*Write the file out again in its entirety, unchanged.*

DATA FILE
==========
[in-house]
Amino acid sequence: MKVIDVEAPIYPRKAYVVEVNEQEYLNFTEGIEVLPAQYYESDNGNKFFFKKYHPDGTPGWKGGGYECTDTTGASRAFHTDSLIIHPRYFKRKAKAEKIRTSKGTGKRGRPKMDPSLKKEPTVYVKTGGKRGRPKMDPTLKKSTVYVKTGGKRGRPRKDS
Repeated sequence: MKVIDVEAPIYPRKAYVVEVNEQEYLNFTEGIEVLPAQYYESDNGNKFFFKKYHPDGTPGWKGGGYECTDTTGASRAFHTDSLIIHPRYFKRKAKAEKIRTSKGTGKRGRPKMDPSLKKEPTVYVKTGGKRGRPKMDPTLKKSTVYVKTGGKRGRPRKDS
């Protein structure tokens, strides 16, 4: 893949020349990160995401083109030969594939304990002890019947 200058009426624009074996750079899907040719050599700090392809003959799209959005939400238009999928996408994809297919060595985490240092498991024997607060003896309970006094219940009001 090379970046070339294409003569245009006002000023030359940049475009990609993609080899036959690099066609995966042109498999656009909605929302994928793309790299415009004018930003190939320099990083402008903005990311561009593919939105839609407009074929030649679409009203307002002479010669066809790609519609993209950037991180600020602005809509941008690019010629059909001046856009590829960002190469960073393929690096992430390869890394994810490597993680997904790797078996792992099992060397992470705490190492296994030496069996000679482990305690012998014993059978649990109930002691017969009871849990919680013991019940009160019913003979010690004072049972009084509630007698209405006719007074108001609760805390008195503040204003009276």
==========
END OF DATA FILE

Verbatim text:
[in-house]
Amino acid sequence: MKVIDVEAPIYPRKAYVVEVNEQEYLNFTEGIEVLPAQYYESDNGNKFFFKKYHPDGTPGWKGGGYECTDTTGASRAFHTDSLIIHPRYFKRKAKAEKIRTSKGTGKRGRPKMDPSLKKEPTVYVKTGGKRGRPKMDPTLKKSTVYVKTGGKRGRPRKDS
Repeated sequence: MKVIDVEAPIYPRKAYVVEVNEQEYLNFTEGIEVLPAQYYESDNGNKFFFKKYHPDGTPGWKGGGYECTDTTGASRAFHTDSLIIHPRYFKRKAKAEKIRTSKGTGKRGRPKMDPSLKKEPTVYVKTGGKRGRPKMDPTLKKSTVYVKTGGKRGRPRKDS
């Protein structure tokens, strides 16, 4: 893949020349990160995401083109030969594939304990002890019947 200058009426624009074996750079899907040719050599700090392809003959799209959005939400238009999928996408994809297919060595985490240092498991024997607060003896309970006094219940009001 090379970046070339294409003569245009006002000023030359940049475009990609993609080899036959690099066609995966042109498999656009909605929302994928793309790299415009004018930003190939320099990083402008903005990311561009593919939105839609407009074929030649679409009203307002002479010669066809790609519609993209950037991180600020602005809509941008690019010629059909001046856009590829960002190469960073393929690096992430390869890394994810490597993680997904790797078996792992099992060397992470705490190492296994030496069996000679482990305690012998014993059978649990109930002691017969009871849990919680013991019940009160019913003979010690004072049972009084509630007698209405006719007074108001609760805390008195503040204003009276």